Motorola failed miserably. Using Megan Fox in a commercial should be online gold. Instead, Motorola held no real presence outside of its brand terms. The premise of the commercial was: "What if Megan Fox sent out a picture of herself in a tub?" There was nothing, however, online to help extend this experience.
I almost put Dockers in the losing category since I don't need to see that many men in underwear at once. (In a related oddity, how did the folks at CBS think to schedule two underwear ads back-to-back?) The movement around "free pants" created a tremendous amount of buzz - including a huge spike for a phrase that had no volume prior to the game. Dockers delivered on the experience and found a way to build a database so that its investment will have a long-term impact.
This was an encore performance of last year's success. During the previous Super Bowl, Hyundai ran an ad for the Sonata, which not only had paid listings but multiple ones. This year, Hyundai pulled off a repeat as it offered paid and organic coverage along with a geo-targeted paid ad. The car manufacturer also capitalized on having Brett Favre in their ad by buying a paid search ad for his name.
Audi was a big winner in how it handled its "Green Police" ad. The topic was timely in that we are all looking for ways to be more environmentally safe. The search results included two Audi-owned domains, a link to a third-party article, the Audi Facebook Page and the corporate site. My only knock was that Audi could have used some better titles and copy, but in general it controlled the brand experience.
Some of Audi's competition even responded to the advertising fanfare. Mercedes was present for some terms, but the listing that was the most interesting was the appearance of the Plastics Council. The Plastics Council ad for "Green Police confused" poked holes in Audi's claims and explained how plastic makes the world better.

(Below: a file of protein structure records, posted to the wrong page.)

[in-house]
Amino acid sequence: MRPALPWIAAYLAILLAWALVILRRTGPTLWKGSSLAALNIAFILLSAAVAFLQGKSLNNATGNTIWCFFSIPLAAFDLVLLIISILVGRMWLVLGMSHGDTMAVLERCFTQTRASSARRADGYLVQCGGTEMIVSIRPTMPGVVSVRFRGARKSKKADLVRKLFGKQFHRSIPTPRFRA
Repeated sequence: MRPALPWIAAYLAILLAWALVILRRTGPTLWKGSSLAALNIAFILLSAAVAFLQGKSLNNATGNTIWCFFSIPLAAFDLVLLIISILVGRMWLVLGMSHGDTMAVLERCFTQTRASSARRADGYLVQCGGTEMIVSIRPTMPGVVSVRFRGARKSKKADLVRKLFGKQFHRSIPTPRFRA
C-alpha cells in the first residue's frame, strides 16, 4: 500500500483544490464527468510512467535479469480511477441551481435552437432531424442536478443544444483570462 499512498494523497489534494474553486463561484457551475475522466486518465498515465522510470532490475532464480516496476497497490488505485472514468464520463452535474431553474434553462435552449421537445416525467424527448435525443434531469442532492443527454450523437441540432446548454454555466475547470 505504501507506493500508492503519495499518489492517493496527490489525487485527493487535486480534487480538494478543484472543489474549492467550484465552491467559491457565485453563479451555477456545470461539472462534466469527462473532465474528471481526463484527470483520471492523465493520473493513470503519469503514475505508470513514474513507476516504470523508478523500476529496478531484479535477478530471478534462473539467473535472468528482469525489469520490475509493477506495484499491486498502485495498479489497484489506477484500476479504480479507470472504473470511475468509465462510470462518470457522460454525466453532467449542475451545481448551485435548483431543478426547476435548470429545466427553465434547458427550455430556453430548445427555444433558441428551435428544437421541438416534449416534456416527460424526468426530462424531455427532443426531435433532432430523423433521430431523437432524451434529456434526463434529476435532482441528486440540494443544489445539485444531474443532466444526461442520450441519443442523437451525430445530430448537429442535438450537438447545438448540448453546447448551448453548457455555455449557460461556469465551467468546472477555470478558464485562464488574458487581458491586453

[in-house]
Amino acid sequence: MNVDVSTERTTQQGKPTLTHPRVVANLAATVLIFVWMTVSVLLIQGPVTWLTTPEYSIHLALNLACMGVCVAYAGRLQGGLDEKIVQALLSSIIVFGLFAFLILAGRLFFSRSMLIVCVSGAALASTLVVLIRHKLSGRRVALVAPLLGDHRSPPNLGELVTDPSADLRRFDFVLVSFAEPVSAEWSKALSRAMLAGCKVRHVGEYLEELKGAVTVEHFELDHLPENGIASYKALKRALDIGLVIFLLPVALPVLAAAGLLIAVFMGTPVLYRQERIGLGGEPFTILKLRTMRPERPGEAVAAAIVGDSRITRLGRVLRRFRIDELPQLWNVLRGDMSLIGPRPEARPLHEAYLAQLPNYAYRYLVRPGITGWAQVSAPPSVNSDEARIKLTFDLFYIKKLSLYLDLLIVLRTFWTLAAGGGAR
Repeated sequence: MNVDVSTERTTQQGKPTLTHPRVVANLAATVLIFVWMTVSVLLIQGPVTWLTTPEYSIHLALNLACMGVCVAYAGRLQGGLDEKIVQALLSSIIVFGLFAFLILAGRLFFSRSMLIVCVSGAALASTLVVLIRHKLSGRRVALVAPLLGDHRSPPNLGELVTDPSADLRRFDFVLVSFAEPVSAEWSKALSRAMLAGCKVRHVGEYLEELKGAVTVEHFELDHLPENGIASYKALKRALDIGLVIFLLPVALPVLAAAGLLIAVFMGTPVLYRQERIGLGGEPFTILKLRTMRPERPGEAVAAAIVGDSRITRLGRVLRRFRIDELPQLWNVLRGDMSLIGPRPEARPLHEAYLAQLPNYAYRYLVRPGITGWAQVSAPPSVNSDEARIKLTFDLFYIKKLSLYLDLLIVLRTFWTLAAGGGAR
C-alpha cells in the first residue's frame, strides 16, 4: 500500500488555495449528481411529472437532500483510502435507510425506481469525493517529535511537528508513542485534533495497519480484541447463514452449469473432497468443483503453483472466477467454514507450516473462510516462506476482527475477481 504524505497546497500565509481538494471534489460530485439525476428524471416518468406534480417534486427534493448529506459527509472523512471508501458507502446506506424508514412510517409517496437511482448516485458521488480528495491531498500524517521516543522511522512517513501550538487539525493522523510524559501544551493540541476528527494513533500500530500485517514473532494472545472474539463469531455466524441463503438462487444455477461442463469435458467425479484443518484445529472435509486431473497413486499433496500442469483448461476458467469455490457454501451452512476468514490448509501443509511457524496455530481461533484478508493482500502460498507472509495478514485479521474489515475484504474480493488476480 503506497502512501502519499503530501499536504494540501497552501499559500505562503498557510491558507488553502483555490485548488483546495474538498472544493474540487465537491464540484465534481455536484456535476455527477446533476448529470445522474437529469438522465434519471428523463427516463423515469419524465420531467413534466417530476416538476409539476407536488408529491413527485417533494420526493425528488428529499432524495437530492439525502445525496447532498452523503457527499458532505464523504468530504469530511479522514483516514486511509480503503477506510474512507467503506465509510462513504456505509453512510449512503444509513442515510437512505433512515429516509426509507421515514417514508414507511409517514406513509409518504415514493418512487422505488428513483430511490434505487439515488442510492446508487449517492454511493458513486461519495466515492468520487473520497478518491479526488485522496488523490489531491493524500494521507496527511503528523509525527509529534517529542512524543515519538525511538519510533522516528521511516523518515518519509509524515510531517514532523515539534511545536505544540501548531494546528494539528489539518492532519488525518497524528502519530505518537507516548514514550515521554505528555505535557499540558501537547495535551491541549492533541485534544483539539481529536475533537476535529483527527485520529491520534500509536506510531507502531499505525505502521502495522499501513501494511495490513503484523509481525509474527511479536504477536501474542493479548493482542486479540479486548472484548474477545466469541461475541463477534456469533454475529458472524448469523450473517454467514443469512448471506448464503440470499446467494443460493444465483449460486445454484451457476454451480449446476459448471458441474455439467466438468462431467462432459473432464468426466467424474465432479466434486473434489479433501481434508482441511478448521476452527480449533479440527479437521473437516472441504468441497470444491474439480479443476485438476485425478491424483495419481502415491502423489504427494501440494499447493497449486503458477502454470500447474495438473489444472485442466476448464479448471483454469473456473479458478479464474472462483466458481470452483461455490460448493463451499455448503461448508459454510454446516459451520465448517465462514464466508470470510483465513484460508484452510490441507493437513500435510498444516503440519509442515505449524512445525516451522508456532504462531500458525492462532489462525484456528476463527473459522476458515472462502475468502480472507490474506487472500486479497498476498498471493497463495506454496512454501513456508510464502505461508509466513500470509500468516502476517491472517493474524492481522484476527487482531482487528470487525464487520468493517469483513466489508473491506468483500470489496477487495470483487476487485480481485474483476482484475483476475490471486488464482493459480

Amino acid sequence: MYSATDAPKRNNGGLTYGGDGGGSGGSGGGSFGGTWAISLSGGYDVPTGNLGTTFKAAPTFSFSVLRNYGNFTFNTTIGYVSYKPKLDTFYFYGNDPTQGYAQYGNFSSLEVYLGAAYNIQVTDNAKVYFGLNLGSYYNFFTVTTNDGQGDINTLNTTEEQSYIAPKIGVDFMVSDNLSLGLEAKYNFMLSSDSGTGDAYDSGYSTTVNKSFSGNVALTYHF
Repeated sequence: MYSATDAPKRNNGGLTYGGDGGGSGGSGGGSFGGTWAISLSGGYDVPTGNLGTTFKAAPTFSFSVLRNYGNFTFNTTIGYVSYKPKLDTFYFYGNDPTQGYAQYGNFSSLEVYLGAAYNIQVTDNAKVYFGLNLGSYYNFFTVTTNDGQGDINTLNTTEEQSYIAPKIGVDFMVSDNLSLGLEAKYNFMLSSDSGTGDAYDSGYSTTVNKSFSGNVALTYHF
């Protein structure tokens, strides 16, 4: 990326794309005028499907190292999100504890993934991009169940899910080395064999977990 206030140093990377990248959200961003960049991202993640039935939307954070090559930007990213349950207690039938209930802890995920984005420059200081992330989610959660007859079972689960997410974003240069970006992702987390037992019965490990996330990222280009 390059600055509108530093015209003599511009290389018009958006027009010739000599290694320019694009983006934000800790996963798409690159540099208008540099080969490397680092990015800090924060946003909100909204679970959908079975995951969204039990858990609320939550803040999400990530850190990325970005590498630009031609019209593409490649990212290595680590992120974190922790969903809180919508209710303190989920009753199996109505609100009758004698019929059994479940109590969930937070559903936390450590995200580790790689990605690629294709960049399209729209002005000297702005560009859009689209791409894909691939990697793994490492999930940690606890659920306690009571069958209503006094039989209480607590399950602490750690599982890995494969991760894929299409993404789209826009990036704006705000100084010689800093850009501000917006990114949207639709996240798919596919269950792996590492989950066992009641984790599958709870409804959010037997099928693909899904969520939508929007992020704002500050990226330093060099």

Kia put forth a solid effort. The brand capitalized on paid, organic, and local search. It even accounted for the use of the children's show characters in its commercial by purchasing a paid listing for "Yo Gabba Gabba."
HomeAway had it all. The company did a fantastic job of owning its brand experience by including its videos, Twitter page, and blog within search. HomeAway also had separate organic listings just for the Griswolds. Extending the "Vacation" experience online proved not only savvy, but entertaining as well.
The Final Report
Football aside, marketers often use the Super Bowl as a barometer of the current state of industry innovation. With the presence of extensive online experiences from big brands like Hyundai, Dockers, and Doritos, one can assume that integrated marketing experiences - tying offline to online in robust, searchable ways - hold promise for the future.
At the very least, seeing brands take search into consideration shows a new level of maturity in the marketing field. In time, one hopes that integrated, multichannel offline-online campaigns become more commonplace. Digital is being taken seriously by key players. And we're all getting a better picture of what marketing integration can really look like.
Joshua Palau is the vice president of Search for Razorfish. In this role he is responsible for the global strategy, product development and operations of their paid, organic, and feeds offerings.
He helps clients to understand how search fits into the overall marketing plan and constantly researches the rapidly changing industry to help clients anticipate, and respond to, changes in the landscape.
Joshua is an active writer who has authored several Razorfish POVs on topics such as managing paid and organic search, reputation management, and social search optimization. In addition to writing his SEW column, he serves as the editor of Razorfish's weekly newsletter, Search Marketing Trends.
Joshua began his digital career in 1996 and has a diverse background working on the publisher, client, and agency side. Prior to joining Razorfish, he has worked for Hearst Magazines, About.com, and Johnson & Johnson.
His columns can be found in the Search Engine Watch archive.